Chinese Military Buildup a Source of Interest and Concern

By Stephen Kaufman
USINFO Staff Writer

Washington - U.S. officials are calling on China to show greater transparency in its military strategy and doctrine, saying the country’s continuing military buildup is a “source of concern and interest” for China’s neighbors and the United States.

State Department spokesman Sean McCormack said March 8 that the international community will have a greater understanding of China’s intentions if there is “a better understanding of Chinese military doctrine" and its budget process, as well as the kinds of equipment the Chinese are developing.

McCormack made his remarks after China announced an 18 percent increase in its military spending, and nearly two months after it tested an anti-satellite system.  (See related article.)

China’s military buildup “has been a source of concern and interest for the United States, as well as others in the region,” he said, adding it would be in China’s interests, as well as the interests of others, for there to be “transparency in exactly what the Chinese government intends.”

He said there has been “marginal” improvement in Chinese transparency over the past few years, but “there's still a long way to go,” which is causing the United States and others to remain concerned.

Citing the anti-satellite test, McCormack said it “took everybody by surprise,” and China “has not been clear as to exactly what was its intention in conducting that test, as well as how that test fits into their overall doctrine about the weaponization of space.”  (See related article.)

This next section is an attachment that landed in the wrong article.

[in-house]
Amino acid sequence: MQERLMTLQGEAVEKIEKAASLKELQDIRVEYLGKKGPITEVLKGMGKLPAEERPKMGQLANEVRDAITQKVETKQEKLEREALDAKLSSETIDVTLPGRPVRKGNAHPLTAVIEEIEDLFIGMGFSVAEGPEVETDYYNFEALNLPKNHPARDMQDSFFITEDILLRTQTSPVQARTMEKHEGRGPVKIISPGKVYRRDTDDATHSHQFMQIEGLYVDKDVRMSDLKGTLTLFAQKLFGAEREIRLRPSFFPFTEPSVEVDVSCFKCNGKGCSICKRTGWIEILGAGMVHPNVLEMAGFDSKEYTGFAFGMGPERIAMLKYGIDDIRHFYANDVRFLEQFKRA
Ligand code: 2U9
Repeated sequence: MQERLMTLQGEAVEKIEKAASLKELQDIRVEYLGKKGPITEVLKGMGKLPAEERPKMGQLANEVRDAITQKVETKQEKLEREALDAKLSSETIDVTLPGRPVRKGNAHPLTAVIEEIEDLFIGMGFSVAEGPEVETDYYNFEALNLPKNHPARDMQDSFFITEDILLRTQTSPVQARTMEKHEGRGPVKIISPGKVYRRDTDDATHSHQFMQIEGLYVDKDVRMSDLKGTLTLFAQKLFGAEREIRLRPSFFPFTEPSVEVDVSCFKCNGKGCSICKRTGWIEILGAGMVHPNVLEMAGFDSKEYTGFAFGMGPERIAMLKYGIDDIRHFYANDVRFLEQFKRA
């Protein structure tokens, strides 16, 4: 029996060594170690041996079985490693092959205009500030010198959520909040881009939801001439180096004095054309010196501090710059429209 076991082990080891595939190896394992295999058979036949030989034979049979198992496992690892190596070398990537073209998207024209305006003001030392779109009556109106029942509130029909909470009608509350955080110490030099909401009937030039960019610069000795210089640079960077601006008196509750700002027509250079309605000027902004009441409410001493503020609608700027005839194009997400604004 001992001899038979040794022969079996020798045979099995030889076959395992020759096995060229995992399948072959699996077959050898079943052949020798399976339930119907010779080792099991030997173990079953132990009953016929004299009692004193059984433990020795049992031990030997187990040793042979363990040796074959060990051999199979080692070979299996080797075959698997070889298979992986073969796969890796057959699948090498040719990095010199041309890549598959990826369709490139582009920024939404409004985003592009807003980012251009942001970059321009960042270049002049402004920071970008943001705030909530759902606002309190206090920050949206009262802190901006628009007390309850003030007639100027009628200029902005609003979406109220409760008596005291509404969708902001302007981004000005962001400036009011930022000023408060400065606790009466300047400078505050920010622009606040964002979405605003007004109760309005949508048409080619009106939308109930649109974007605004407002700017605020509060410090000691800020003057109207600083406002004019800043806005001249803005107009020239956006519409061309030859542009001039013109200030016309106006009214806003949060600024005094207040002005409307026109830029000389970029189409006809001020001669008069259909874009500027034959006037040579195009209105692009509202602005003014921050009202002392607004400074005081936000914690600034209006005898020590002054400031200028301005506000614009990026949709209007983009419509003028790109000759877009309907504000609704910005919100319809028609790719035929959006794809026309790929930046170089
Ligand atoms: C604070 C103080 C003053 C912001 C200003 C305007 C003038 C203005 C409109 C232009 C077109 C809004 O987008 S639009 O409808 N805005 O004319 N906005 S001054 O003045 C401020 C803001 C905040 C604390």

Defense Secretary Robert Gates March 7 told reporters that Chinese officials are “clearly … making a significant investment in their military forces and in both strategic and tactical modernization,” and called for a “greater openness about the purposes.”

He also said he believes the military spending China has announced “does not represent their entire military budget.”

Gates said China's reassurances to the country's neighbors and the international community about its intentions would be “one of the most significant things [it] could do.”

He added that currently he does not view China as “a strategic adversary” of the United States.

“It's a partner in some respects. It's a competitor in other respects. And so we are simply watching to see what they're doing,” he said.

For more information on U.S. policy, see The United States and China.

A transcript of Gates remarks is available on the Defense Department Web site.